It’s not just in Europe to ease the migrant crises – it’s time for Africa too

In #TheOtherNarrative by Gesu Antonio Baez

In mid-October, 600 migrants were rescued off the coast of Sicily by seven separate rescue efforts. A great bulk of them came from countries that were in a dire situation such as Eritrea, Libya, Somalia and South Sudan. Yet another group present came from Nigeria, Ivory Coast and Ghana. With the exception of Nigeria that’s facing a crisis in its north, none of these countries are facing a crises which would provoke their citizens to leave the country as a whole for the sake of their safety. Yet these citizens are risking their lives by embarking on an extremely perilous journey across the Sahara, into North Africa and finally (if the survive this leg of the journey), board an unreliable boat into the Mediterranean from Tripoli where the risk of death is high.

According to the International Organisation on Migration (IOM), the number of economic migrants from Ghana trying to cross into Europe illegally has gone up in 2016 by 27% in comparison to the year before. And this number is anticipated to rise as they risk it all to achieve a better life in Europe where in reality, that “better life” may be much harsher.

For countries like Ghana – which is a stable middle income country that is free from ethnic and political turmoil – it is vital that the governments works to not only dissuade its citizens from embarking on the such journeys and but also work to given Ghanians greater reason to stay and not leave, offering greater relief to the on-going humanitarian crises in Italy and Greece which is currently running out of time before it cracks under the lack of support from the European Union, especially with the rise of politic actors such as newly elected Sebastien Kurz in Austria who is working to close pathways for migrants coming in from Italy.

Working on initiatives to encourage citizens to stay in their counties needs to be both a greater priority and emphasis for African countries with large influxes of economic migrants, especially with Ghana’s newly elected government, sworn in late 2016. In a region plagued with overwhelming bureaucracy, reducing hurdles in setting up businesses, accessing jobs and encouraging meritocracy are key to establishing a sense of trust amount population that there is a sense of opportunity and positive outlook locally. In fact the continuing disinvestment in giving its citizens a greater reason to stay only reduces the full economic potential of the country with the African “brain drain” itself being the result from the lack of stable jobs and economic opportunities that caused Africa’s brightest and most innovative to seek fortune yonder.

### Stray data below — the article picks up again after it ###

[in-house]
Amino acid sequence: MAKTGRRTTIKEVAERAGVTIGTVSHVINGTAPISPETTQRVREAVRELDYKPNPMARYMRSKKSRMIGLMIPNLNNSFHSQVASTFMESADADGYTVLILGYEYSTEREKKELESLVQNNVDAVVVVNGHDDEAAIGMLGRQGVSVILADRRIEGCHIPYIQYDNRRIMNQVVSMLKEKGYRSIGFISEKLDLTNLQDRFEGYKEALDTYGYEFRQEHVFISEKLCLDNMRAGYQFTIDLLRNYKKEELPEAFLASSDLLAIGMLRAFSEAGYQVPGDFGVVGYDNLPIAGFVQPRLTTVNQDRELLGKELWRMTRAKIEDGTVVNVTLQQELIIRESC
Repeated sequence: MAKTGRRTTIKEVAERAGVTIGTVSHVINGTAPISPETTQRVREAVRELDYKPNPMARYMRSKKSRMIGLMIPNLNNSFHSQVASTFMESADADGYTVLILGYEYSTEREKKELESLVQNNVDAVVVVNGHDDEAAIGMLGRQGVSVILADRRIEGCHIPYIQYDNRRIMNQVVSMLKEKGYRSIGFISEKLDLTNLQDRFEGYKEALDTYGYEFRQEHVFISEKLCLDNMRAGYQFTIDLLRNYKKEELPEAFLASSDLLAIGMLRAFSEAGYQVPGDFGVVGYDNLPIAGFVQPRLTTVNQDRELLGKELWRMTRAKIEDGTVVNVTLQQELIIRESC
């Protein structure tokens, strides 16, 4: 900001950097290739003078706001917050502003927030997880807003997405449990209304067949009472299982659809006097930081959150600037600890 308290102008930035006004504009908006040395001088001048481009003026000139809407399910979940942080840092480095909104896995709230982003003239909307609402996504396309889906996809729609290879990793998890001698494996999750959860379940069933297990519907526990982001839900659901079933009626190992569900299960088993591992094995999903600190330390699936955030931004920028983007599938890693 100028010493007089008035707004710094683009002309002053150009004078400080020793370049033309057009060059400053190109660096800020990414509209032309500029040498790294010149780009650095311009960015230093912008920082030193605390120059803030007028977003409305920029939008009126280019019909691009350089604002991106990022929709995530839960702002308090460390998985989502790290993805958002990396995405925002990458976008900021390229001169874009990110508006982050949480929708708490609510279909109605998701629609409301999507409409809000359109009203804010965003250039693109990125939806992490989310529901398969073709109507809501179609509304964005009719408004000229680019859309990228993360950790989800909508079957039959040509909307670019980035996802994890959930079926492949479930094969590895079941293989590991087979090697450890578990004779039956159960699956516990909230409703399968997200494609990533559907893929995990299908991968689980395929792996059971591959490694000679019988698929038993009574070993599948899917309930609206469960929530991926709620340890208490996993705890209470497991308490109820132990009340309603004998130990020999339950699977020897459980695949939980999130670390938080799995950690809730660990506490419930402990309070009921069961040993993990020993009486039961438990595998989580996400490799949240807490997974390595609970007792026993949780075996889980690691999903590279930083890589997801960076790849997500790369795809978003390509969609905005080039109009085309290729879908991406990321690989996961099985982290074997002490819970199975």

I’ve been to Ghana many times, working in Kumasi Metro region with local health authorities and a team of amazing doctors to implement training programs that strengthen the quality of health for women locally via OB/GYN Ultrasound training local health professionals. The trainees we’ve worked with are not only intelligent but highly ambitious, with full hope in the potential that both an education and opportunity can bring. It’s this shattered hope which inspires many to take the desperate (if not insane) journey to Europe in which many of these gifted individuals die along the way or are even more shattered by bleaker opportunities in Europe, where a brain drain is crippling the economic output of the countries they arrive in (eg. both Italy and Greece).

Stopping the flow of economic migrants is not the work just of the EU or neighbouring countries such as Libya, but also the work of the very home countries of these migrants. And failure to do so will result in more deaths and more migrants. In this era of a greater global community, greater global effort is needed as well for greater peace.